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Ottawa approves sale of Teck's steelmaking coal business to Glencore

VANCOUVER — The last hurdle in Teck Resources Ltd.
Ottawa says it has approved Teck Resources Ltd.'s sale of a majority stake in its steelmaking coal business to Swiss commodities giant Glencore. The Teck Resources logo is seen on a podium before the company's special meeting of shareholders, in Vancouver, B.C., Wednesday, April 26, 2023. THE CANADIAN PRESS/Darryl Dyck

VANCOUVER — The last hurdle in Teck Resources Ltd.'s years-long effort to off-load its coal-mining business and become purely a metals producer is gone after the federal government approved the sale of the operation to Swiss commodities giant Glencore.

In a statement posted Thursday, Industry Minister François-Philippe Champagne said the green light comes with "strict" conditions and represents a "much narrower" transaction than Glencore's hostile takeover attempt of Teck last year.

Teck said the latest development means the sale of its remaining 77 per cent interest in the steelmaking coal business, Elk Valley Resources, has now received all necessary regulatory approvals and is expected to close next Thursday.

The Vancouver-based miner said it expects to receive $9.5 billion from the sale, excluding closing adjustments.

"This transaction marks a new era for Teck as a company focused entirely on providing metals that are essential to global development and the energy transition," said the company's president and CEO Jonathan Price in a statement.

"Completion of this transaction will provide substantial funding for our projects, giving Teck a pathway to increase copper production by a further 30 per cent as early as 2028."

Teck plans to use up to $2.75 billion of the proceeds for share buybacks, $2.75 billion for debt reduction, $250 million for a special dividend, $1 billion for taxes and transaction-related costs, and the rest towards its copper growth plan.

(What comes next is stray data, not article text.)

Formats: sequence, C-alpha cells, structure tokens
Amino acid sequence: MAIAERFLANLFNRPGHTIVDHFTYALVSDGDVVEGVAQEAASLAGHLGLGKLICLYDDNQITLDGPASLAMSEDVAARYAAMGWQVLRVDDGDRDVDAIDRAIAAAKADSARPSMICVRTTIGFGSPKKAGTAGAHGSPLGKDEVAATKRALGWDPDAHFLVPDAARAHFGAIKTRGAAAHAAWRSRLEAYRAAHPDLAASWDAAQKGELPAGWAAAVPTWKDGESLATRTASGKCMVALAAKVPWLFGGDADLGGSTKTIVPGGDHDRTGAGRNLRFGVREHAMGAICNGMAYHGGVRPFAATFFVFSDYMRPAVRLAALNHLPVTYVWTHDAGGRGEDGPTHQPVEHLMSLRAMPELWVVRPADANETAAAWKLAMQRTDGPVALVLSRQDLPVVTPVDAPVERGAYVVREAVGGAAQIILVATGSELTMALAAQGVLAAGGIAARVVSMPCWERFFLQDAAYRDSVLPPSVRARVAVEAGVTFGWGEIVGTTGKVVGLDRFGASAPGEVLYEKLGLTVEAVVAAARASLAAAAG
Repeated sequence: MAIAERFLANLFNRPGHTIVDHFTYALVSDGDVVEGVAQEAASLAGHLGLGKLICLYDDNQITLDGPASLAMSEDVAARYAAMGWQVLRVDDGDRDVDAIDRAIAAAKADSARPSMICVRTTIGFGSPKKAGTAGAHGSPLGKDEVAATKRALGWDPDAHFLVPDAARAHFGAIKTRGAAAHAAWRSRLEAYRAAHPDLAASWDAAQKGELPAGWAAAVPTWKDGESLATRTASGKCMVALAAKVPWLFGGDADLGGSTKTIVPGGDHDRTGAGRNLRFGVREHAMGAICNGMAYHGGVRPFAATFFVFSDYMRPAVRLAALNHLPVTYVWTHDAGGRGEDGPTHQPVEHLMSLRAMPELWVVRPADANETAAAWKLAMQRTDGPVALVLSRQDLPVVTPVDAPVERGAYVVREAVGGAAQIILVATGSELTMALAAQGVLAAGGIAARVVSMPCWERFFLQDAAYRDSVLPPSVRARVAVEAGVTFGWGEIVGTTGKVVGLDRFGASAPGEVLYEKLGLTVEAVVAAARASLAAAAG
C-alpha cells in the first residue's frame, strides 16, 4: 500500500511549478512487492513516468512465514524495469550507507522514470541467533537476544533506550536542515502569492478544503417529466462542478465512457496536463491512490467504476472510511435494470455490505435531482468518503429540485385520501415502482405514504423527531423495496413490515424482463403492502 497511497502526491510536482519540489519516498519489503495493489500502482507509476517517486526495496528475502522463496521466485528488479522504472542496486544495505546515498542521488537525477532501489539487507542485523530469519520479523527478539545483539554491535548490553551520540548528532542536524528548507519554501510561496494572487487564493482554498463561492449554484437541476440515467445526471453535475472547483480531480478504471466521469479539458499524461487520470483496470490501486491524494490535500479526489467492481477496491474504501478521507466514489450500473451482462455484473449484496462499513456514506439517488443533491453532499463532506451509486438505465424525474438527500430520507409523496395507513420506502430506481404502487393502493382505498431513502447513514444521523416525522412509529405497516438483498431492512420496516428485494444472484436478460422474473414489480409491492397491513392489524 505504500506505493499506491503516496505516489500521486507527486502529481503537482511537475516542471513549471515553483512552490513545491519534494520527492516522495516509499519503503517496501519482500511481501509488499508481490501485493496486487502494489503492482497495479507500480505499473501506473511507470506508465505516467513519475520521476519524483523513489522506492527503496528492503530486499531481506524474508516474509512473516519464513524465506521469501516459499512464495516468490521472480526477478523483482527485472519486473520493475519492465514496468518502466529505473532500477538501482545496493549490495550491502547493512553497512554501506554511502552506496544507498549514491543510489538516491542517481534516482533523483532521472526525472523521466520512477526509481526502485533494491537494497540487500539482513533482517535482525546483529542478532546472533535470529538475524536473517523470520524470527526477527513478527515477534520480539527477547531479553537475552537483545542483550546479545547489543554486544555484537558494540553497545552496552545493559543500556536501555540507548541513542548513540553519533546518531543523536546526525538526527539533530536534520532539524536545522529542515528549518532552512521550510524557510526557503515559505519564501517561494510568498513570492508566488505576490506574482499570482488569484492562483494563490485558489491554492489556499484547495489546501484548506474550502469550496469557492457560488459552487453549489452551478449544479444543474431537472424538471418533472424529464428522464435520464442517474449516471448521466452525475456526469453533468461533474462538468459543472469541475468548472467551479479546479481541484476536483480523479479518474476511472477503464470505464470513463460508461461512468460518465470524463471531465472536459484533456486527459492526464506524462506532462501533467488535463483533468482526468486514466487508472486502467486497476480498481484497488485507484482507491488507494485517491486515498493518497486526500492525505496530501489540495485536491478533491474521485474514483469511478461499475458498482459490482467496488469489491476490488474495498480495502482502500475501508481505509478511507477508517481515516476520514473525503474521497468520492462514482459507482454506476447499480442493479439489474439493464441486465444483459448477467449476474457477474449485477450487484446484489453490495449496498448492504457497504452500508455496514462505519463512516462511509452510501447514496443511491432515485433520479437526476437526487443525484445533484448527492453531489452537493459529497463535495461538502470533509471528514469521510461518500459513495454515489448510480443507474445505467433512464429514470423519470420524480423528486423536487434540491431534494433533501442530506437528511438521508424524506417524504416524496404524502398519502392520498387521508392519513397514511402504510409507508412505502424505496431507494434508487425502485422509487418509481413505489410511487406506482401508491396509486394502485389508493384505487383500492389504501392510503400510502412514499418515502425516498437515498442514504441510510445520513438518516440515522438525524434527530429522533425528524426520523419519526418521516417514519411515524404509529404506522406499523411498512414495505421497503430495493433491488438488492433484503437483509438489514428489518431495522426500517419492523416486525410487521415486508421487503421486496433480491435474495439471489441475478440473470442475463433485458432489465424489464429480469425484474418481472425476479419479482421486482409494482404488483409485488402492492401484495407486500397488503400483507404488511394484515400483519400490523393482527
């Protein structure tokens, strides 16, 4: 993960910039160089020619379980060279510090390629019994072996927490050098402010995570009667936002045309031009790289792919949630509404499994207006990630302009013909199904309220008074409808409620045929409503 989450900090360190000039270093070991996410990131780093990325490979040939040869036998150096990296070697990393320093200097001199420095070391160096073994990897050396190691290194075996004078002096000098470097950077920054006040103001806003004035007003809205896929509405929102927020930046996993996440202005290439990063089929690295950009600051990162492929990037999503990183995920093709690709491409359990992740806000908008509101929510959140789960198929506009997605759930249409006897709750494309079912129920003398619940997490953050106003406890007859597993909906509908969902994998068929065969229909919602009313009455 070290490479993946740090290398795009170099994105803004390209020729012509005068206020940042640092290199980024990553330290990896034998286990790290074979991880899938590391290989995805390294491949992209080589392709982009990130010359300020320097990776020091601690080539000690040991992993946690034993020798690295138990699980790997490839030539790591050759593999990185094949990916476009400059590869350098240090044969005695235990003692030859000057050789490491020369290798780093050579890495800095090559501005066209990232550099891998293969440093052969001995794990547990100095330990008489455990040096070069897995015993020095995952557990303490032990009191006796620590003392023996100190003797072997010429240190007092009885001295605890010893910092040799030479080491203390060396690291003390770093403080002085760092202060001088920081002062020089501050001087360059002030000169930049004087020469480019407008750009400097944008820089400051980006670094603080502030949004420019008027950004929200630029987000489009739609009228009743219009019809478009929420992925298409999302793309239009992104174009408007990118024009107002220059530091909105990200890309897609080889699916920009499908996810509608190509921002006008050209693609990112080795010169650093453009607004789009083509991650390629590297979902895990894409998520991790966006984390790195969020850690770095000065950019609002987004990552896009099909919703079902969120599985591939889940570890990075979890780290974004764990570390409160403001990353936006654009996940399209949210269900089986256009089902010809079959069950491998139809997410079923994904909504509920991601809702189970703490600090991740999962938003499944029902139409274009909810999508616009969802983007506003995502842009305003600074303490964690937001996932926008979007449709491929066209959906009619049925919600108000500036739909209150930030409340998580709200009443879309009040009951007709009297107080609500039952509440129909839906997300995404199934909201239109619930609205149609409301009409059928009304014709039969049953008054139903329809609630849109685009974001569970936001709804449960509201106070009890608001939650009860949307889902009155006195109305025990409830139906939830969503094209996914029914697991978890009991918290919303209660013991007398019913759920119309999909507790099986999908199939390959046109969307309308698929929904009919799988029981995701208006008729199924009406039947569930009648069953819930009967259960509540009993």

The company has four near-term copper projects that it estimates would together cost about $4.7 billion to complete, while it's also working to ramp up production at its roughly US$8.7 billion Quebrada Blanca Phase 2 project in Chile.

Champagne said approval of the deal comes as the energy sector rapidly evolves to become more sustainable.

"As a result of the Glencore and Teck transaction, we are supporting a Canadian champion to lead the transition from coal to critical minerals."

As part of the deal, Champagne said Glencore has committed to establishing and maintaining a Vancouver head office for Elk Valley Resources for at least 10 years, along with regional offices in Calgary and Sparwood, B.C.

The conditions also include ensuring the majority of Elk Valley Resources' directors, and two-thirds of its executives or senior managers, are Canadian for the same duration.

Ottawa said Glencore has also agreed to "maintain significant employment levels" at Elk Valley Resources for at least five years.

"We have made significant commitments to the Canadian government aimed at ensuring the transaction is of lasting benefit to Canada and British Columbia," said Glencore chief executive Gary Nagle in a statement.

Glencore's $25-billion hostile takeover attempt had "raised very serious concerns and was rejected by shareholders," Champagne said.

The approved steelmaking coal deal, originally announced last November, represented the best possible outcome after nearly a year of battling over the future of the company, Price said at the time.

The announced deal also included Japanese company Nippon Steel Corp. acquiring a 20 per cent stake in exchange for its interest in one of Teck’s coal operations and US$1.7 billion in cash, while South Korean steelmaker Posco would swap its interest in a pair of Teck’s coal operations for a three per cent stake in the overall steelmaking coal operations.

News first broke in 2021 that Teck was exploring a sale of its coal division, launching speculation about buyers and concerns about another big foreign takeover of Canadian mining assets.

Teck rebuffed offers it didn't see as generous enough in favour of an effort to spin off the steelmaking coal business into a separate company. It pulled the plan shortly before putting it to a vote in April 2023 when it was clear there wasn't enough shareholder support.

With the deal now all but closed, Teck will be free to focus on sustainable metals production, said Sheila Murray, chair of the board, in a statement.

“We are pleased that we will achieve a complete separation of the metals and steelmaking coal businesses to position Teck for its next phase of growth and responsible value creation.”

This report by The Canadian Press was first published July 5, 2024.

Companies in this story: (TSX:TECK.B)

The Canadian Press